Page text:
According to a new ResMed-sponsored study, people with treatment-emergent central sleep apnea (CSA) have a significantly greater risk of terminating positive airway pressure (PAP) treatment. Researchers found that 3.5% of patients had CSA during the first 90 days of PAP therapy. The study, Trajectories of Central Sleep Apnea during Continuous Positive Airway Pressure and Association with Therapy Termination: A Big Data Analysis, was presented at the 2017 American Thoracic Society International Conference.
This analysis highlights the importance of:
- Regularly monitoring patients to support adherence to treatment. Untreated sleep apnea increases the risk of other chronic diseases known for being prevalent with sleep apnea, including drug-resistant hypertension (83%), morbid obesity (77%), type 2 diabetes (72%), and stroke (62%). (Gami AS et al. Circulation 2004, O’Keefe and Patterson, Obes Surgery 2004, Logan et al. J. Hypertension 2001, O’Keeffe T and Patterson EJ. Obes Surg 2004, Einhorn D et al. Endocr Pract 2007, Bassetti C and Aldrich M. Sleep 1999)
- Early diagnosis of CSA to minimize risk of therapy termination. Findings from a study of patients with treatment-emergent CSA, presented at the April 2017 European Respiratory Society and European Society of Sleep Research conference showed that switching treatment from continuous positive airway pressure (CPAP) to adaptive servo-ventilation (ASV) therapy significantly improved the patient’s adherence to therapy. It also showed that those with treatment-emergent CSA who switched from CPAP to ASV used their therapy longer and had significantly fewer apneas during sleep.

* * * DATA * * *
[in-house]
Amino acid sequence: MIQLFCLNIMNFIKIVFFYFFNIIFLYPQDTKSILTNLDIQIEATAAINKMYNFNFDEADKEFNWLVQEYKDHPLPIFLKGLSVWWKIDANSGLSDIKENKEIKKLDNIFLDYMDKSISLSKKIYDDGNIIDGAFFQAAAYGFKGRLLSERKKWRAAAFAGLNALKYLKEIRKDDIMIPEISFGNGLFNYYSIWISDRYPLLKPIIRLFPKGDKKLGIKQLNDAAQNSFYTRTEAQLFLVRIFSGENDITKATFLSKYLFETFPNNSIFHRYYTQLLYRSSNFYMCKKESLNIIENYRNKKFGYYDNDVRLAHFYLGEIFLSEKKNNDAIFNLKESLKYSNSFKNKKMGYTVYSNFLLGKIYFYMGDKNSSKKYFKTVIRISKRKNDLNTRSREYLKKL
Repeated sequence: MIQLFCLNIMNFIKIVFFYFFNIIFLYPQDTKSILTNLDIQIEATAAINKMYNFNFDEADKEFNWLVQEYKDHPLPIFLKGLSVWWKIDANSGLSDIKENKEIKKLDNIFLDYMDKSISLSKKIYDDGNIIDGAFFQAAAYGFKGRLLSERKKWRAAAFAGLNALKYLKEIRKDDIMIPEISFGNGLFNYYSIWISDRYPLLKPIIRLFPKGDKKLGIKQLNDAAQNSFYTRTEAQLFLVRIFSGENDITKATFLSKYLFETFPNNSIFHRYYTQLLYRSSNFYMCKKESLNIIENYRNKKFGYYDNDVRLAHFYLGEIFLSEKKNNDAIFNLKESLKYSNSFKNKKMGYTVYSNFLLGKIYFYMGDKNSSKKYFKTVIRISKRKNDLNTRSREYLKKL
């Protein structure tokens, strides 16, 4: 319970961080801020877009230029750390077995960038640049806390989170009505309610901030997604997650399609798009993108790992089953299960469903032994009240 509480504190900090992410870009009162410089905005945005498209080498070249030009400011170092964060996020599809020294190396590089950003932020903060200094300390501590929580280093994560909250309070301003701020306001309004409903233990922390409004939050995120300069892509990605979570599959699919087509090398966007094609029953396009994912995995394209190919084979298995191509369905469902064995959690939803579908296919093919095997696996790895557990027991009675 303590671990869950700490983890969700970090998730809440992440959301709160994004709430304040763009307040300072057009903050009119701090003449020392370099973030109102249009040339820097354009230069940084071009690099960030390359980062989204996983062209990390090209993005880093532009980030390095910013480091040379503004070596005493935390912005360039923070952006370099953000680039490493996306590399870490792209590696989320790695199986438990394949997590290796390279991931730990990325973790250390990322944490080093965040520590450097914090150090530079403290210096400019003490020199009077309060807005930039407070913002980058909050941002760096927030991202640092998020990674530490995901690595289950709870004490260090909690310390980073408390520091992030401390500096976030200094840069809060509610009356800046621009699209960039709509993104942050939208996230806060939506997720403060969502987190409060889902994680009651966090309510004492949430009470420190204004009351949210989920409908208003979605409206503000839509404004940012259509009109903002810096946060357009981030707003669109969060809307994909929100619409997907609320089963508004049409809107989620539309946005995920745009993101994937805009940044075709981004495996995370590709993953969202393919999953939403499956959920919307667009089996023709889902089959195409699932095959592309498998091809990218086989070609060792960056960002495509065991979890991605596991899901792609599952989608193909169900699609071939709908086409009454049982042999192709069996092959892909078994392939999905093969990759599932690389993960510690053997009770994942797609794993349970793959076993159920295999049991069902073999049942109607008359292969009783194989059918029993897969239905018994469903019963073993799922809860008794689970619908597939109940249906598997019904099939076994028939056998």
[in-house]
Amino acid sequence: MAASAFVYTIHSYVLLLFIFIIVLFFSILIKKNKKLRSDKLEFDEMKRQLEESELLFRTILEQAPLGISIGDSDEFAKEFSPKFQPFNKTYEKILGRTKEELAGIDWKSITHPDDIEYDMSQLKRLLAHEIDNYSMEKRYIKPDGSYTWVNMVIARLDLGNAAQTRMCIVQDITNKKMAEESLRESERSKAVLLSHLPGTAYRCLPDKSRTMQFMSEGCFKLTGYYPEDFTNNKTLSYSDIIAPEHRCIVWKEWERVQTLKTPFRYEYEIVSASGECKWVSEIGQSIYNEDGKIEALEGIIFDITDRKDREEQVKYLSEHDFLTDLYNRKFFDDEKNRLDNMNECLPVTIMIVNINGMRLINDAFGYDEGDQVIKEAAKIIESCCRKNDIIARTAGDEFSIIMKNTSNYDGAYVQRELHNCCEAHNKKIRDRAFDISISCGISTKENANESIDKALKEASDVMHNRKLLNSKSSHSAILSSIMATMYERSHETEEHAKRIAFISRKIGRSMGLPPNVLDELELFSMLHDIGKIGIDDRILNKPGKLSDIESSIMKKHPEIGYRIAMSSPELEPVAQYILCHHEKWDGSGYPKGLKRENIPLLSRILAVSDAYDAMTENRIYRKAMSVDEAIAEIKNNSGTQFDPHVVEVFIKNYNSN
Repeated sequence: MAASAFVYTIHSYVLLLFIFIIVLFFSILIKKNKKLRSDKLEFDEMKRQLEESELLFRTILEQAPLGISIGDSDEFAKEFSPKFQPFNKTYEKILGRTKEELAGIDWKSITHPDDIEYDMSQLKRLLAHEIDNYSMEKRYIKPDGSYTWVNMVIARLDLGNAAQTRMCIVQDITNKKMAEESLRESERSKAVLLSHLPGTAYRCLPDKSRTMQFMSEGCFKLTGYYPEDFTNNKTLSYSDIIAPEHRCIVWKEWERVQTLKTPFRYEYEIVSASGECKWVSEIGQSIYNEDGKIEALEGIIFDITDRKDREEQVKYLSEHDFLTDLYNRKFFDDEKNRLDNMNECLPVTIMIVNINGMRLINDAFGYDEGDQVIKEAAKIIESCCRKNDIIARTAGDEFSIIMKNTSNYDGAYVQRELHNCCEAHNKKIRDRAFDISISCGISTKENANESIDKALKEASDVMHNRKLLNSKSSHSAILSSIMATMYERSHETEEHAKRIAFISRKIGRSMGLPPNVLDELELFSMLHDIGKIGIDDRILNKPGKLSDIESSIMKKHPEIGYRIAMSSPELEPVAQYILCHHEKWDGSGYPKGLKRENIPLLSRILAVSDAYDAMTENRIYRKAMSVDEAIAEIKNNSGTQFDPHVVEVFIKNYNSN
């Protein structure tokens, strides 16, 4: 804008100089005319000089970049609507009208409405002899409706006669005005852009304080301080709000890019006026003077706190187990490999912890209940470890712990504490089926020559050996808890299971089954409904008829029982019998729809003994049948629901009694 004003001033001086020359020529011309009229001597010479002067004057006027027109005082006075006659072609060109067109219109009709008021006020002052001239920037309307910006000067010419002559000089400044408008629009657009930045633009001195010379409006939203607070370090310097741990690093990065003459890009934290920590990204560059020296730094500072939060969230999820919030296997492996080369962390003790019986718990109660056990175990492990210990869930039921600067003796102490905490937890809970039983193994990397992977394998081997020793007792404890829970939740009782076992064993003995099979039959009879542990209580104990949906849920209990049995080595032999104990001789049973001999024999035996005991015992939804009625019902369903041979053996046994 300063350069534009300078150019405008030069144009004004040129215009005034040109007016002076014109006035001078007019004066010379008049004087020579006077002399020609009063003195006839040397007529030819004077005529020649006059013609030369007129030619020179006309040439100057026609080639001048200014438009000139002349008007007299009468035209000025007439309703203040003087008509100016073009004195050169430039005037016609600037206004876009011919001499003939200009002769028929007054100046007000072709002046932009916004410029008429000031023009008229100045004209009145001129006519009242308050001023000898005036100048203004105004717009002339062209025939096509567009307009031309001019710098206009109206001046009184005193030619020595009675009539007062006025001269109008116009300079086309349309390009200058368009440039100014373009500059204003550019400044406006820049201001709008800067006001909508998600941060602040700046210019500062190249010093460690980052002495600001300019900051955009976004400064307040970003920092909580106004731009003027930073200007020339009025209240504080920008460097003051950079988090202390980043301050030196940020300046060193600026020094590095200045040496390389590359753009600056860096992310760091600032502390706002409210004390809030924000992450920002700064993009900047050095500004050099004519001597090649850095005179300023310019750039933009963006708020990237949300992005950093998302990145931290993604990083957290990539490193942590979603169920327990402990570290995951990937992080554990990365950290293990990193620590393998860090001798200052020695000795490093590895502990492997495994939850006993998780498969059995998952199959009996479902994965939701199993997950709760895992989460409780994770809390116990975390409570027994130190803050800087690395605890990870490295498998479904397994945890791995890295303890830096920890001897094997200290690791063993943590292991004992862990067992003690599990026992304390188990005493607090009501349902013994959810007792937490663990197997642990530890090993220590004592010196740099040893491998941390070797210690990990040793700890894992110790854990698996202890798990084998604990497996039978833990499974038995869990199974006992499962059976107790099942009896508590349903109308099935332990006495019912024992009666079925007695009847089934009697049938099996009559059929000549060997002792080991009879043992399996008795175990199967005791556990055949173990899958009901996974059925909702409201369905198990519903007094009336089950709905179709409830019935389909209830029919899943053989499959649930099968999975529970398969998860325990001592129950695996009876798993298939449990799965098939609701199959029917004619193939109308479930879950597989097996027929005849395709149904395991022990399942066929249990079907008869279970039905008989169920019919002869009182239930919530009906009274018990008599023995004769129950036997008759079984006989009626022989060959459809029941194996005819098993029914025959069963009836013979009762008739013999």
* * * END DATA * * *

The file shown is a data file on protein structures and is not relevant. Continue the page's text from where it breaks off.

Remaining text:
“This study provides the most robust view available on the prevalence of CSA in patients on PAP therapy,” says Carlos Nunez, MD, ResMed’s chief medical officer, in a release. “The findings in this new research, combined with the research presented in April 2017, underscore the importance of keeping patients on therapy through regular monitoring, and rethinking the conventional wisdom on therapeutic options based on each patient’s disease severity.”
The new analysis defined three groups among patients with CSA—emergent, persistent, and transient—based on whether the condition was present at the start of therapy or emerged during the first 12 weeks. All three groups showed a significantly higher risk of terminating their therapy than those without CSA. The risk was highest among the emergent group, whose CSA only became apparent during treatment, and were 1.7 times more likely to terminate their therapy than those without the condition.
The study authors included Atul Malhotra, University of California San Diego, United States; Peter Cistulli, University of Sydney, Australia; and Jean-Louis Pépin, Grenoble Alpes University, France.
A retrospective analysis used anonymous, aggregated telemonitoring data from a US positive airway pressure therapy database, (ResMed AirView) and analyzed it for the presence or absence of CSA during CPAP therapy at baseline (week 1) and after 12 weeks.
Session data included weekly values by averaging within each week for each patient. Defined patient groups were: OSA, emergent CSA, persistent CSA, and transient CSA. Groups were compared to identify risk factors for different forms of CSA, and adherence and therapy termination rates were determined.
Patients with any form of CSA during CPAP were at higher risk of terminating therapy in the first 90 days versus those who did not develop CSA (hazard ratio 1.7 for emergent CSA, 1.4 for persistent CSA, and 1.3 for transient CSA; all p<0.001).